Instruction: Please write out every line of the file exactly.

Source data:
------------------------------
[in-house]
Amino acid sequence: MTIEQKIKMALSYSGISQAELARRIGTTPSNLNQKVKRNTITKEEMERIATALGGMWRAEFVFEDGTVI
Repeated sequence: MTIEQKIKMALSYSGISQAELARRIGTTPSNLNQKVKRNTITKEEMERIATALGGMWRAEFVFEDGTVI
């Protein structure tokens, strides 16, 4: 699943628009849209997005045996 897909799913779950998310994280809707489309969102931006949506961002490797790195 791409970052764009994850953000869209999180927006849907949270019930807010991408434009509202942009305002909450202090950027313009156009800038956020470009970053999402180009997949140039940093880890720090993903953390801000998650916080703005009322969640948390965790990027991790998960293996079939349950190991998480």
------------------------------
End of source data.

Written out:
[in-house]
Amino acid sequence: MTIEQKIKMALSYSGISQAELARRIGTTPSNLNQKVKRNTITKEEMERIATALGGMWRAEFVFEDGTVI
Repeated sequence: MTIEQKIKMALSYSGISQAELARRIGTTPSNLNQKVKRNTITKEEMERIATALGGMWRAEFVFEDGTVI
């Protein structure tokens, strides 16, 4: 699943628009849209997005045996 897909799913779950998310994280809707489309969102931006949506961002490797790195 791409970052764009994850953000869209999180927006849907949270019930807010991408434009509202942009305002909450202090950027313009156009800038956020470009970053999402180009997949140039940093880890720090993903953390801000998650916080703005009322969640948390965790990027991790998960293996079939349950190991998480």